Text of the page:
Referring to FIG. 1 of the drawings, there is shown an exemplary raster output scanner or ROS, designated generally by the numeral 5, with which the jitter measuring system 8 of the present invention may be used. Scanner 5 includes a suitable source of high intensity light such as laser 10, the output beam 12 of which is modulated by a suitable modulating device such as acousto-optic modulator 14 in accordance with an image signal input from image signal source 15 to provide an imaging beam 23. The image signals are clocked out from image signal source 15 a line at a time by the clock signal output φ of pixel clock 16, clock 16 being triggered in response to the clock start and stop signal outputs of Start-Of-Scan (SOS) and End-Of-Scan (EOS) detectors 19, 21 respectively. SOS and EOS detectors 19, 21 are disposed in the scan path of the scan beam 23 to define the start and end of the image line in the fast scan direction.

Image signal source 15 may comprise any suitable source of image signals, such as a communication channel, memory, raster input scanner, etc. The imaging beam 23 is focused by suitable lens means 17 onto the mirrored surfaces or facets 18 of a scanning element shown here in the form of a rotating polygon 20. Polygon 20 scans the imaging beam 23 across a recording member such as the previously charged photoreceptor 22 of a xerographic reproduction system lying in the image plane 24 of scanner 5 to expose the charged photoreceptor line by line and create a latent electrostatic image representative of the image signal input from image signal source 15. Polygon 20 scans beam 23 in the fast scan or X direction across photoreceptor 22 while the photoreceptor is moved concurrently in the slow scan or Y direction at a suitable rate. An imaging lens 26 focuses the imaging beam 23 onto photoreceptor 22.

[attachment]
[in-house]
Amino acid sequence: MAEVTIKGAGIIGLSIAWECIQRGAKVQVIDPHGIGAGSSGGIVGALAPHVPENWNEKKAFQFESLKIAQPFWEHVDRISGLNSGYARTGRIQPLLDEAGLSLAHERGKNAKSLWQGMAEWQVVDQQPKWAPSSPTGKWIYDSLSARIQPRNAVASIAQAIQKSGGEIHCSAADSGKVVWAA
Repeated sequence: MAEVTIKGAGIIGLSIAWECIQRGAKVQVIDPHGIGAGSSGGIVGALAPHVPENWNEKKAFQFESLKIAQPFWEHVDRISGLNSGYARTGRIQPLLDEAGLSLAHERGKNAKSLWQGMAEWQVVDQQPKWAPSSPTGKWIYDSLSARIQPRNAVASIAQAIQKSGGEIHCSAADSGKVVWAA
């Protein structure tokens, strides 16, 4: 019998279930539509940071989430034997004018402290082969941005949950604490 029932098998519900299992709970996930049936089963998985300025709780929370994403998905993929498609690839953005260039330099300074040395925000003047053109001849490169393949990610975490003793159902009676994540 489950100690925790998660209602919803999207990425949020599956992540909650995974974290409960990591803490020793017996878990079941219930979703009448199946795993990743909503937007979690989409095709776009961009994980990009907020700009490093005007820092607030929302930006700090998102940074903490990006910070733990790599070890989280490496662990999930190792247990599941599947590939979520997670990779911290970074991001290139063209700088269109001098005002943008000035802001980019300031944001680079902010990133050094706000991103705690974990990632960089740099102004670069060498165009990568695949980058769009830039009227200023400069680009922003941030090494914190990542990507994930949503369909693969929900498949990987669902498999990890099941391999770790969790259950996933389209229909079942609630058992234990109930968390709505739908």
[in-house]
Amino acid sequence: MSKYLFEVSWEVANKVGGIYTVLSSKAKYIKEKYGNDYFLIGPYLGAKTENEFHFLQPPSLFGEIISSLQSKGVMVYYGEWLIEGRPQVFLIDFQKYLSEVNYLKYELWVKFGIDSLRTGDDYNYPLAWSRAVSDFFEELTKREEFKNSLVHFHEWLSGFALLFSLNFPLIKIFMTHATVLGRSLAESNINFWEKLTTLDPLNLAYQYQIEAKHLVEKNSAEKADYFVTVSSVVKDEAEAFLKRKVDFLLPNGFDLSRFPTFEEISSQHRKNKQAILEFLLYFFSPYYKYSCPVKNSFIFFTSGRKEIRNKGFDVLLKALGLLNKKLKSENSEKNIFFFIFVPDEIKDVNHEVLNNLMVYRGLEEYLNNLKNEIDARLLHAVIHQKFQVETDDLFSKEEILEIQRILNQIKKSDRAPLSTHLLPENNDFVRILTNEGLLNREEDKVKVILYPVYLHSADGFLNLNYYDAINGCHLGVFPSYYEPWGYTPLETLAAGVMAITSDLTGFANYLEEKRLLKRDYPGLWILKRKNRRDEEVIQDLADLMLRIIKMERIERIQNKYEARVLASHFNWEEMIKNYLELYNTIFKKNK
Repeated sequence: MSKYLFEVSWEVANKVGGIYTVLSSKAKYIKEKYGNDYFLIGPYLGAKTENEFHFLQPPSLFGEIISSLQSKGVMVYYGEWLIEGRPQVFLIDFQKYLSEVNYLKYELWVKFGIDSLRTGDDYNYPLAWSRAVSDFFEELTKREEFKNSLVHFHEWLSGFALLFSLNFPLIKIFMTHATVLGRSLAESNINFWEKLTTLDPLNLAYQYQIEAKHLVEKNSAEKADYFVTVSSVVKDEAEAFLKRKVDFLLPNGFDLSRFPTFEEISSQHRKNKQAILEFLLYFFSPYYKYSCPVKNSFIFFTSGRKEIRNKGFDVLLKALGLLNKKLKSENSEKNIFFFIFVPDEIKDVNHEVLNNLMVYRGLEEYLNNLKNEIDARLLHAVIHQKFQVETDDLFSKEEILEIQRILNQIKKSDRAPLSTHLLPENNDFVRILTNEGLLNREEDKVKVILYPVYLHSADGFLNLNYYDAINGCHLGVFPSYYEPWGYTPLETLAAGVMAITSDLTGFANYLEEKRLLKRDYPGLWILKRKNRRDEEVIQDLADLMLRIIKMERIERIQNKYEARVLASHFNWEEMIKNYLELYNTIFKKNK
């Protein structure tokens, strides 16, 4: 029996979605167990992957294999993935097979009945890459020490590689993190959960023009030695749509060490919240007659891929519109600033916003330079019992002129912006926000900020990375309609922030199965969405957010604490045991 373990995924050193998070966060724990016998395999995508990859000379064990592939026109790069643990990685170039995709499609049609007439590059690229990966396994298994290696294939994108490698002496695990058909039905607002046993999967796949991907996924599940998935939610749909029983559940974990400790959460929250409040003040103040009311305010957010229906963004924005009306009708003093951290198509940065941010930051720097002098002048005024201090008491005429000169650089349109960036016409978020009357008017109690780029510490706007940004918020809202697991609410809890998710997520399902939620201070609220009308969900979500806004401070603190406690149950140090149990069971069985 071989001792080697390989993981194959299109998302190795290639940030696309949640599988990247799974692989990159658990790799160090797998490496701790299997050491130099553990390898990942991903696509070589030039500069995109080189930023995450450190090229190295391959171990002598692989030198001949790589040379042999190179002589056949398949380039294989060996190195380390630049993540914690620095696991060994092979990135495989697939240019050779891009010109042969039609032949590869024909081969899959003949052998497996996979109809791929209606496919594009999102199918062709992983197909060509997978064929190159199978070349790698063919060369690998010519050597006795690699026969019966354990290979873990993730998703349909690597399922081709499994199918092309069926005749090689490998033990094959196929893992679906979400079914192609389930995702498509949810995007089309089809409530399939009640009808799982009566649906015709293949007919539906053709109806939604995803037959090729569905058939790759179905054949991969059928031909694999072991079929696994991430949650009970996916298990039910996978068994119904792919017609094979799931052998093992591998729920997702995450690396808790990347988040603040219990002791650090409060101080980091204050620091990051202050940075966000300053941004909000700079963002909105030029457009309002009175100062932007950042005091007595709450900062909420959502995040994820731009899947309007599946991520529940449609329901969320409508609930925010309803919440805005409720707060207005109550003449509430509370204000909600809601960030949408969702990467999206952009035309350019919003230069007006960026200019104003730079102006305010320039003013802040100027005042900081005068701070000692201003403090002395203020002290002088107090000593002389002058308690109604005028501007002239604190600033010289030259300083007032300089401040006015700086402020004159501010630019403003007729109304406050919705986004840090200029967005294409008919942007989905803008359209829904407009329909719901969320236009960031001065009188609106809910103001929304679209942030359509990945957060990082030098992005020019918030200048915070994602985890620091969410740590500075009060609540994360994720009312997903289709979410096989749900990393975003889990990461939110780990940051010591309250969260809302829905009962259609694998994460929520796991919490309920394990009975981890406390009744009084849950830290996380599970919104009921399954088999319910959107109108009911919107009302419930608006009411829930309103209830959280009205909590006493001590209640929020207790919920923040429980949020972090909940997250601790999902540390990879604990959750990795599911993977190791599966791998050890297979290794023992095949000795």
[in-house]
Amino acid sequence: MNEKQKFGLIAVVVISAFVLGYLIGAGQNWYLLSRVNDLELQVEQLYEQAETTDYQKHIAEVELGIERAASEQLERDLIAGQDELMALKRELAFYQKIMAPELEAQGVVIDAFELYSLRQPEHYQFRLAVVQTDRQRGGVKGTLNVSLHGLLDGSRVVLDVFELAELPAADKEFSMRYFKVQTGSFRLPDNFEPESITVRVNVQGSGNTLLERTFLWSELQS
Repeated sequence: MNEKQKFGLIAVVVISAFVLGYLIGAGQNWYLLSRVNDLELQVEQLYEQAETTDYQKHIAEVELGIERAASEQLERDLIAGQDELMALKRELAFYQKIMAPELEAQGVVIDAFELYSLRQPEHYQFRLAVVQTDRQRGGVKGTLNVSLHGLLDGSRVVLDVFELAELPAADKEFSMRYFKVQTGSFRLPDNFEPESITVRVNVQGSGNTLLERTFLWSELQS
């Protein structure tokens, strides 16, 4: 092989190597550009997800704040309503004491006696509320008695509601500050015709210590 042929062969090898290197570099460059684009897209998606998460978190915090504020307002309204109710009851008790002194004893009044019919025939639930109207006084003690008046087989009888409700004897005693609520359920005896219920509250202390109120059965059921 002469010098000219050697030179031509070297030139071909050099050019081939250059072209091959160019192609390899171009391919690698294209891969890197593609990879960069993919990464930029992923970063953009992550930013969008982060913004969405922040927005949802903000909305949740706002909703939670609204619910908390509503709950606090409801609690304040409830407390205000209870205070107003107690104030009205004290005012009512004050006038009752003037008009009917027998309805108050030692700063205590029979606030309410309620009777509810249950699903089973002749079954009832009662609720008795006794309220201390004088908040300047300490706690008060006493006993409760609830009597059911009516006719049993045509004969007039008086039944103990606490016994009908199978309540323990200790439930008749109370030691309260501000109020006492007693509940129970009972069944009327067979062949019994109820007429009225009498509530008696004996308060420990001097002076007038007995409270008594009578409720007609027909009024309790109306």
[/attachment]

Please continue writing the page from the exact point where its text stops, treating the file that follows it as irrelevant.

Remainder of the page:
The latent electrostatic image created on photoreceptor 22 by the imaging beam 23 is developed by a suitable toner at a developing station (not shown), the developed image being transferred to a suitable copy substrate such as a copy sheet at a transfer station (not shown). The copy sheet is thereafter fused or fixed at a fusing station (not shown) and the finished copy discharged into an output device such as a sorter (not shown). Following transfer of the developed image, photoreceptor 22 is cleaned at a cleaning station (not shown) and uniformly charged at a charging station (not shown) in preparation for imaging.

As the imaging beam 23 is scanned across photoreceptor 22, a succession of dot-like exposures (termed pixels herein) corresponding to the image signal input are made on photoreceptor 22. Each pixel has a prescribed position on photoreceptor 22 as determined by the start of scan signal output of SOS detector 19, the velocity at which beam 23 is swept or scanned across photoreceptor 22 by polygon 20, and the pixel clock rate φ at which the image signals are input to modulator 14. These factors are correlated so that each image line is composed of a predetermined number of pixels selected to provide a desired image resolution in the fast scan or X direction.